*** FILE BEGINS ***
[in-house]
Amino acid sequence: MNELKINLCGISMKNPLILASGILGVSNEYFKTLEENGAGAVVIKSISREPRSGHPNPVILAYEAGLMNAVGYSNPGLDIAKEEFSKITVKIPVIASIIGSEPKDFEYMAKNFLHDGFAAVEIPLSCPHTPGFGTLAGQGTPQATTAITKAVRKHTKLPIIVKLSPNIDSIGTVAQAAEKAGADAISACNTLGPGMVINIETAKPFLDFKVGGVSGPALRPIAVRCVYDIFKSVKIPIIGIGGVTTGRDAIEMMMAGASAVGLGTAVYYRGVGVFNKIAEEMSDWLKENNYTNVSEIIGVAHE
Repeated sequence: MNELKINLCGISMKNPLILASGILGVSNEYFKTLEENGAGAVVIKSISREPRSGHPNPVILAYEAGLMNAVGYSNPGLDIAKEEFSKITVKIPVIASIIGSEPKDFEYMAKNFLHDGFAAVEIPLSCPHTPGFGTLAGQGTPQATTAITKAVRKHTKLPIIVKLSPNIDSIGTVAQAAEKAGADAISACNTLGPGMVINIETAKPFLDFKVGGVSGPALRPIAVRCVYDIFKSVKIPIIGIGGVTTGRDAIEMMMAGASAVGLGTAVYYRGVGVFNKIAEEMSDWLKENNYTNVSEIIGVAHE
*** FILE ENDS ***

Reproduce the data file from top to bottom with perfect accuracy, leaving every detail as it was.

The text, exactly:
[in-house]
Amino acid sequence: MNELKINLCGISMKNPLILASGILGVSNEYFKTLEENGAGAVVIKSISREPRSGHPNPVILAYEAGLMNAVGYSNPGLDIAKEEFSKITVKIPVIASIIGSEPKDFEYMAKNFLHDGFAAVEIPLSCPHTPGFGTLAGQGTPQATTAITKAVRKHTKLPIIVKLSPNIDSIGTVAQAAEKAGADAISACNTLGPGMVINIETAKPFLDFKVGGVSGPALRPIAVRCVYDIFKSVKIPIIGIGGVTTGRDAIEMMMAGASAVGLGTAVYYRGVGVFNKIAEEMSDWLKENNYTNVSEIIGVAHE
Repeated sequence: MNELKINLCGISMKNPLILASGILGVSNEYFKTLEENGAGAVVIKSISREPRSGHPNPVILAYEAGLMNAVGYSNPGLDIAKEEFSKITVKIPVIASIIGSEPKDFEYMAKNFLHDGFAAVEIPLSCPHTPGFGTLAGQGTPQATTAITKAVRKHTKLPIIVKLSPNIDSIGTVAQAAEKAGADAISACNTLGPGMVINIETAKPFLDFKVGGVSGPALRPIAVRCVYDIFKSVKIPIIGIGGVTTGRDAIEMMMAGASAVGLGTAVYYRGVGVFNKIAEEMSDWLKENNYTNVSEIIGVAHE